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J Ment Health Policy Econ. 1998 Oct 1;1(3):129-134.

Mental health and substance abuse parity: a case study of Ohio's state employee program.

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  • 1RAND, 1700 Main Street, Santa Monica, CA 90401, USA.



In the United States, insurance benefits for treating alcohol, drug abuse and mental health (ADM) problems have been much more limited than medical care benefits. To change that situation, more than 30 states were considering legislation that requires equal benefits for ADM and medical care ("parity") in the past year. Uncertainty about the cost consequences of such proposed legislation remains a major stumbling block. There has been no information about the actual experience of implementing parity benefits under managed care or the effects on access to care and utilization.


Document the experience of the State of Ohio with adopting full parity for ADM care for its state employee program under managed care. Ohio provides an unusually long time series with seven years of managed behavioral health benefits, which allows us to study inflationary trends in a plan with unlimited ADM benefits.


Primarily a case study, we describe the implementation of the program and track utilization, and costs of ADM care from 1989 to 1997. We use a variety of administrative and claims data and reports provided by United Behavioral Health and the state of Ohio. The analysis of the utilization and cost effect of parity and managed care is pre-post, with a multiyear follow-up period.


The switch from unmanaged indemnity care to managed carve-out care was followed by a 75% drop in inpatient days and a 40% drop in outpatient visits per 1000 members, despite the simultaneous increase in benefits. The subsequent years saw a continuous decline in inpatient days and an increased use of intermediate services, such as residential care and intensive outpatient care. The number of outpatient visits stabilized in the range of 500-550 visits per 1000. There was no indication that costs started to increase during the study period; instead, costs continued to decline. A somewhat different picture emerges when comparing utilization under HMOs with utilization under a carve-out with expanded benefits. In that case, the expansion of benefits led to a significant jump in outpatient utilization and intermediate services, while there was a small decrease in inpatient days. Insurance payments in 1996/1997 were almost identical to the estimated costs under HMOs in 1993.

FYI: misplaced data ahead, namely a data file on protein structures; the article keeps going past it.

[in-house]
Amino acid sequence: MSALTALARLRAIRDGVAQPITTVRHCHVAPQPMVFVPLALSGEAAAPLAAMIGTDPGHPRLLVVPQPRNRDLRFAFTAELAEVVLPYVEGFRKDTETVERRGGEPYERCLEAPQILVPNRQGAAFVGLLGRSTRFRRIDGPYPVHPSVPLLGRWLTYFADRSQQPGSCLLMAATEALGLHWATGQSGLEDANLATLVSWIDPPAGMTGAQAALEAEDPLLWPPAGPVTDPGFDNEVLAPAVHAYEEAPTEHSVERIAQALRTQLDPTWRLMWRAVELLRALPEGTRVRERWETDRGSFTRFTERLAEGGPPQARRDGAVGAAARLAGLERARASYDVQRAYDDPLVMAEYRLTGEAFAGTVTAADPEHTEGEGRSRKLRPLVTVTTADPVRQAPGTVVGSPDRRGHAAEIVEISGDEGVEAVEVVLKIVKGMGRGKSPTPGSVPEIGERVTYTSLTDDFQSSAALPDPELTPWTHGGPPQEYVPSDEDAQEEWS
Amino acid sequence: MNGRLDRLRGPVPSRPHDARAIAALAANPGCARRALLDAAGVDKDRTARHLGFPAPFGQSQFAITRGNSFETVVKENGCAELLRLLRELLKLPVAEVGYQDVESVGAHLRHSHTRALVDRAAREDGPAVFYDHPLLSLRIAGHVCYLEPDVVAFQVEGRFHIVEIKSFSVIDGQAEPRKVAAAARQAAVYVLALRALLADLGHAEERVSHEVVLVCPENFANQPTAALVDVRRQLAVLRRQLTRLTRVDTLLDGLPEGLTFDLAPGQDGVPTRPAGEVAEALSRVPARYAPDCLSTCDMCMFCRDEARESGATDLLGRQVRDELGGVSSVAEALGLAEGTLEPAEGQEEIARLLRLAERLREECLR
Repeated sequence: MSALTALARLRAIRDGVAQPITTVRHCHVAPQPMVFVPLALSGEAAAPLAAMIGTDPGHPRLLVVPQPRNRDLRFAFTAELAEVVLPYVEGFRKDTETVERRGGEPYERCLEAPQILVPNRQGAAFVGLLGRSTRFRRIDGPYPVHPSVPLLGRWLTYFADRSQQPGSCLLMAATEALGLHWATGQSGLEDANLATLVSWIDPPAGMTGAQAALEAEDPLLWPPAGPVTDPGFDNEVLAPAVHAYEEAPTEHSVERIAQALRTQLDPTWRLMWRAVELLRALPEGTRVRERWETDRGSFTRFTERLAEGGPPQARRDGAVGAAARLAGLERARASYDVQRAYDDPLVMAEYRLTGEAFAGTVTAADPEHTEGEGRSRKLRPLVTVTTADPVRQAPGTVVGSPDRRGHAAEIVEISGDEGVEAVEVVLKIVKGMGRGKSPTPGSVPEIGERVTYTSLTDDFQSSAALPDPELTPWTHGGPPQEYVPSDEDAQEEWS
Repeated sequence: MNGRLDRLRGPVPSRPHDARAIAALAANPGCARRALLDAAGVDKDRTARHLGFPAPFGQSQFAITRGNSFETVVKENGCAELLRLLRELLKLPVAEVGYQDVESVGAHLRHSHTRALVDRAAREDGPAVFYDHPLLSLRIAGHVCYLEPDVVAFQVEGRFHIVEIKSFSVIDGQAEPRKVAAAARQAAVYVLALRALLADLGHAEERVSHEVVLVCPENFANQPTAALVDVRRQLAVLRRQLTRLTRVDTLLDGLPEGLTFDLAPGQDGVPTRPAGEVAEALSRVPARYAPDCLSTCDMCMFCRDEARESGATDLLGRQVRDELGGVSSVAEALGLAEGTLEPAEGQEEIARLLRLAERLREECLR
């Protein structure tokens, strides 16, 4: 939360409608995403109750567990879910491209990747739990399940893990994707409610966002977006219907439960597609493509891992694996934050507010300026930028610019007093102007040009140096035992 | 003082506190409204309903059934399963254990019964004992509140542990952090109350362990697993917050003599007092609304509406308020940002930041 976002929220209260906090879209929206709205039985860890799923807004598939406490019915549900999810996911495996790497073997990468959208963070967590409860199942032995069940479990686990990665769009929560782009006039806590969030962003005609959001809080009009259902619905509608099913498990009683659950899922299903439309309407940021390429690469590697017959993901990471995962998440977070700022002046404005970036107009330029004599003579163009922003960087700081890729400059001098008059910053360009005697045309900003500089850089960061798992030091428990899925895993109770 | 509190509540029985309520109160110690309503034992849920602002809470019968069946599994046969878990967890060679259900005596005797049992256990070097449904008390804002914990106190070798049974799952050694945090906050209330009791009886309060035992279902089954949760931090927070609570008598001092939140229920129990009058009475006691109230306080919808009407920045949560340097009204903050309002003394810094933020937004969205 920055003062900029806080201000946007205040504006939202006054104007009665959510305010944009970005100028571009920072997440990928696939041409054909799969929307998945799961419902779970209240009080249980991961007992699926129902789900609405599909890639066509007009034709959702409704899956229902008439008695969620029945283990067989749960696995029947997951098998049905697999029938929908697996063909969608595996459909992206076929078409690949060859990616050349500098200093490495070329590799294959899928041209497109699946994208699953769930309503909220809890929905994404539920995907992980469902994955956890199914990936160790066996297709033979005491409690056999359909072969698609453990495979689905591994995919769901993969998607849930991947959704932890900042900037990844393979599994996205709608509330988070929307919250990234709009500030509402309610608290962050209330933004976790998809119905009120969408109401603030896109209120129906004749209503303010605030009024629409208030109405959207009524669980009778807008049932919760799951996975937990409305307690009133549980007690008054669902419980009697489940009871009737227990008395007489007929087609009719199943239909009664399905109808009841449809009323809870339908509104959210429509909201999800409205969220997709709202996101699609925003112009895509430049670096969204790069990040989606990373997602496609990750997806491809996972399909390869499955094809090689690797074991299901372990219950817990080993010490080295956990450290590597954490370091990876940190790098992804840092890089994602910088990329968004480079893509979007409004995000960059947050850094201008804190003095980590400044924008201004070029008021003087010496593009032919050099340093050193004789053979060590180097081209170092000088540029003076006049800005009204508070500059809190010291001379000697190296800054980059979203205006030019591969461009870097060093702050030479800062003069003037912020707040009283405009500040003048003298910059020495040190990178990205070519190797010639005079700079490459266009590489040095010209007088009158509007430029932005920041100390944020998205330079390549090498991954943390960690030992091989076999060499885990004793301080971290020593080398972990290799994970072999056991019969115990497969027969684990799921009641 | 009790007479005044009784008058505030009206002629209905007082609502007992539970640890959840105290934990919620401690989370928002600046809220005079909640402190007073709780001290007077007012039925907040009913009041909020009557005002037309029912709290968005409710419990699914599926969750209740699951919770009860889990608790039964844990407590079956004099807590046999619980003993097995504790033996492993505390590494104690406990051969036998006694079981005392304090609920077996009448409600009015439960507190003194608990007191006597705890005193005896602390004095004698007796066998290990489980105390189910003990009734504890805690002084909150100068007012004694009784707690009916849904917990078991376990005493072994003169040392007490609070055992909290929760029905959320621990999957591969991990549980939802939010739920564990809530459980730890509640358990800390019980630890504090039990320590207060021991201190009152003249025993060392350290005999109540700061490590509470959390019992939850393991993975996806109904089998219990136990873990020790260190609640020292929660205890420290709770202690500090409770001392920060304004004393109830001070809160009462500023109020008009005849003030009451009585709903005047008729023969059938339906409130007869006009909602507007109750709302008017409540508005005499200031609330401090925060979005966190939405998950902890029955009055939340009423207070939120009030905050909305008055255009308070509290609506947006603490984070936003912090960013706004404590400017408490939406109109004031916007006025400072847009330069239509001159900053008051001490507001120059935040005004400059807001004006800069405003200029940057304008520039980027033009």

In contrast to the emerging inflation anxiety regarding overall health care costs, managed care can provide long-run cost containment for ADM care even when patient copayments are reduced and coverage limits are lifted. This may differentiate ADM care from medical care and reasons for this difference include the state of management techniques (more advanced for ADM care), complexity of treatments (much higher technology utilization in medical care) and demographic factors (medical, but not behavioral health, costs increase as the population ages).


The experience of the state of Ohio demonstrates that parity level benefits for ADM care are affordable under managed care. It suggests that the concerns about costs that have stymied ADM policy proposals are unfounded, as long as one is willing to accept managed care.


The continuing decline in costs raises concerns that levels of care may become insufficient. While concerns about costs being too high dominate the policy hurdle for parity legislation at this moment, the next step in research is to address quality of care or health outcomes, areas about which even less is known than about costs.

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